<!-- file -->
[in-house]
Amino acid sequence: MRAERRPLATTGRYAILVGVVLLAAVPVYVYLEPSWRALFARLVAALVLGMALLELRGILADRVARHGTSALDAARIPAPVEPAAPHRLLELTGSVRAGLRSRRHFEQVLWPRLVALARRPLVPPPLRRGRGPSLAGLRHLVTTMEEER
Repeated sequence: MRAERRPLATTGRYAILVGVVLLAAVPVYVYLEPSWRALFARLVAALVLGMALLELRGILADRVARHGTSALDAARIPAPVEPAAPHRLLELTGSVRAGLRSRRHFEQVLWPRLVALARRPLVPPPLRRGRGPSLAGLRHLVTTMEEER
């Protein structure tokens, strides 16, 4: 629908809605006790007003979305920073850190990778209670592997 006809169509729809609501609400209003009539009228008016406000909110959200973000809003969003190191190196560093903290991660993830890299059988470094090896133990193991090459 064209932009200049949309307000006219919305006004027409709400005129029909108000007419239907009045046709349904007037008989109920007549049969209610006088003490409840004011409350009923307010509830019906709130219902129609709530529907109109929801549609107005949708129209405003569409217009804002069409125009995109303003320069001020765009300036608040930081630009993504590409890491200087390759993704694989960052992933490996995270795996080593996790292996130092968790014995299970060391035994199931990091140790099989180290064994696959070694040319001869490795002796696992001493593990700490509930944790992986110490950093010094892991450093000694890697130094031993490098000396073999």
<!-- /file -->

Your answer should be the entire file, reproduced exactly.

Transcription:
[in-house]
Amino acid sequence: MRAERRPLATTGRYAILVGVVLLAAVPVYVYLEPSWRALFARLVAALVLGMALLELRGILADRVARHGTSALDAARIPAPVEPAAPHRLLELTGSVRAGLRSRRHFEQVLWPRLVALARRPLVPPPLRRGRGPSLAGLRHLVTTMEEER
Repeated sequence: MRAERRPLATTGRYAILVGVVLLAAVPVYVYLEPSWRALFARLVAALVLGMALLELRGILADRVARHGTSALDAARIPAPVEPAAPHRLLELTGSVRAGLRSRRHFEQVLWPRLVALARRPLVPPPLRRGRGPSLAGLRHLVTTMEEER
């Protein structure tokens, strides 16, 4: 629908809605006790007003979305920073850190990778209670592997 006809169509729809609501609400209003009539009228008016406000909110959200973000809003969003190191190196560093903290991660993830890299059988470094090896133990193991090459 064209932009200049949309307000006219919305006004027409709400005129029909108000007419239907009045046709349904007037008989109920007549049969209610006088003490409840004011409350009923307010509830019906709130219902129609709530529907109109929801549609107005949708129209405003569409217009804002069409125009995109303003320069001020765009300036608040930081630009993504590409890491200087390759993704694989960052992933490996995270795996080593996790292996130092968790014995299970060391035994199931990091140790099989180290064994696959070694040319001869490795002796696992001493593990700490509930944790992986110490950093010094892991450093000694890697130094031993490098000396073999």